“Contempt is the prerogative of the king. Where his eyes turn, what he decides to see, is what has reality, what he ignores and turns his bark on is as good as dead.

That was the weapon of King Louis XIV — if lie did not like you, he acted as if you were not there, maintaining his superiority by cutting off the dynamic of interaction. This is the power you have when you play the card of contempt, periodically showing people that you can do without them.”

Louis XIV, known as Louis the Great or the Sun King, was a monarch of the House of Bourbon who reigned as King of France from 1643 until his death in 1715.

Additionally, if your someone who is often taken granted, by occasionally showing contempt and disdain — i.e. by backing off for a period of time, your true worth and value may be brought to light. OR, you may exposed that the reality that you actually had less value and worth than was previously thought. So this law can help reveal who you are as a person and your place within a relationship or workplace setting.

“It is tempting to want to fix our mistakes, but the harder we try, the worse we often make them. It is sometimes more politic to leave them alone.”

“In 1971, when the New’ York Times published the Pentagon Papers, a group of government documents about the history of U.S. involvement in Indochina, Henry Kissinger erupted into a volcanic rage. Furious about the Nixon administration’s vulnerability to this kind of damaging leak, he made recommendations that eventually led to the formation of a called the Plumbers to plug the leaks. This was the unit that later broke into Democratic Party offices in the Watergate Hotel, setting off the chain of events that led to Nixon’s downfall. In reality the publication of the Pentagon Papers was not a serious threat to the administration, but Kissinger’s reaction made it a big deal. In trying to fix one problem, he created an other: a paranoia for security that in the end was much more destructive to the government. Had he ignored the Pentagon Papers, the scandal they had created would eventually have blown over.”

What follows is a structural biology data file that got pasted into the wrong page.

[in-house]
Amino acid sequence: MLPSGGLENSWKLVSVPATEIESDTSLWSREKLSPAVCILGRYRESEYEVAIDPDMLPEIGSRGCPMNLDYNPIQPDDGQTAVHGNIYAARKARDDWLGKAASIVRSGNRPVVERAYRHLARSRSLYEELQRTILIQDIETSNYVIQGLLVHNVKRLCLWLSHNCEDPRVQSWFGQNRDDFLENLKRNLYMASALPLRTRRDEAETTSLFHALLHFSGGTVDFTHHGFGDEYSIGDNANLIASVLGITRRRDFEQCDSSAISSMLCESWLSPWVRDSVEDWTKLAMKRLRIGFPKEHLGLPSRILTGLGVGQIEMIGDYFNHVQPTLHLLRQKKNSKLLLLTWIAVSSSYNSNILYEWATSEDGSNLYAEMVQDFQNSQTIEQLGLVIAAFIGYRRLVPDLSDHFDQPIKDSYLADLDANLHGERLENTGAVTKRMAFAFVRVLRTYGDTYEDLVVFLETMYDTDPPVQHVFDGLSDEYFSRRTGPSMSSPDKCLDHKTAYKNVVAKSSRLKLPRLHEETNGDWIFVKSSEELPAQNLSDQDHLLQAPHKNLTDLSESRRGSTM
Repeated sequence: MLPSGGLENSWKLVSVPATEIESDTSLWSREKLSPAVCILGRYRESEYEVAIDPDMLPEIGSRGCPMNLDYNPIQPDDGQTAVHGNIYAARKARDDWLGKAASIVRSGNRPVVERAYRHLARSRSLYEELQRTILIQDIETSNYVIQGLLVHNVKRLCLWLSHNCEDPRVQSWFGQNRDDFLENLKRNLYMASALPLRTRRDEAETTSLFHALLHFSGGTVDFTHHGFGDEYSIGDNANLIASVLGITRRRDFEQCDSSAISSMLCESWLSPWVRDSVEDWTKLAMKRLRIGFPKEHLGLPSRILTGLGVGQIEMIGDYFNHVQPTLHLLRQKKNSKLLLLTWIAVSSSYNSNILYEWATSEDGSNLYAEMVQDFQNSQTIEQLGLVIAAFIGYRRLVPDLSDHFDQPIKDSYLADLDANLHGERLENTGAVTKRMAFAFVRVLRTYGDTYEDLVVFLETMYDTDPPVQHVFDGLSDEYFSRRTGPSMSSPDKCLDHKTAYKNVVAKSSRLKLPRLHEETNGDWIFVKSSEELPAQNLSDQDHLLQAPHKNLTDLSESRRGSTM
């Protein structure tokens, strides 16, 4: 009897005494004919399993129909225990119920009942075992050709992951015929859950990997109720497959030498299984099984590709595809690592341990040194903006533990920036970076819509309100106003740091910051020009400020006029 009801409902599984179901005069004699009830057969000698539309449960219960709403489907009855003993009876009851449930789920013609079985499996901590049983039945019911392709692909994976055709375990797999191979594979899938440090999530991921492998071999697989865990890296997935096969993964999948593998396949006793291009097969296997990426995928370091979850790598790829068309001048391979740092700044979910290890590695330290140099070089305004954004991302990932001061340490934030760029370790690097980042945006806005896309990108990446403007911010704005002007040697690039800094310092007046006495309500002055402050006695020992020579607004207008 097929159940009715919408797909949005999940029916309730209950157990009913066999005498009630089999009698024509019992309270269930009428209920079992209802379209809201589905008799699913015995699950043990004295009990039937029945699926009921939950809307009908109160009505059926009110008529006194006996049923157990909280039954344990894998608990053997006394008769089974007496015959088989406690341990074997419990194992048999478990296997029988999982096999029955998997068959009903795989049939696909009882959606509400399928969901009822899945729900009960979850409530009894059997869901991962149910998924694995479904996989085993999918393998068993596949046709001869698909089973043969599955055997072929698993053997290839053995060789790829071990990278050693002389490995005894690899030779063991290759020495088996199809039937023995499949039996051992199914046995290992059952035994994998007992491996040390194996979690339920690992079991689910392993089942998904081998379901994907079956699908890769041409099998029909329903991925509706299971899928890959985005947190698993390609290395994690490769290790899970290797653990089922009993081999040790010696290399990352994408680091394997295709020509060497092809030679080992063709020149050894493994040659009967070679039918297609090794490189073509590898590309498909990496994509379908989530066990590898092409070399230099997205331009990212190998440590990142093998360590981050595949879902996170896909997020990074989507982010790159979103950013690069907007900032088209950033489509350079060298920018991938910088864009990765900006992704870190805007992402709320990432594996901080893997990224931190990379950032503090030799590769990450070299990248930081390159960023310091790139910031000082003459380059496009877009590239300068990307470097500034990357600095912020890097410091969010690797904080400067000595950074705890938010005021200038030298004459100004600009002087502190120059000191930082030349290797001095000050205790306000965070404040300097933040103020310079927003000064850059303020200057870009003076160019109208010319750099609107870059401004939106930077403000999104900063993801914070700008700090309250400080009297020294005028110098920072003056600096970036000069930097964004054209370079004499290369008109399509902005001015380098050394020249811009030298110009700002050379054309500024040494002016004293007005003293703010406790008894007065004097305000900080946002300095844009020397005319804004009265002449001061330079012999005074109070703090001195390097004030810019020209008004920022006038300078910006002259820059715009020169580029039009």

Instead of inadvertently focusing attention on a problem, making it seem worse by publicizing how much concern and anxiety it is causing you. It is often far wiser to play the contemptuous aristocrat, not deigning to acknowledge the problem’s existence.

There are several ways to execute this strategy.

1. The sour-grapes approach.

“If there is something you want but that you realize you cannot have, the worst thing you can is draw attention to your disappointment by complaining about it. An infinitely more powerful tactic is to act as if it never really interested you in the first place.”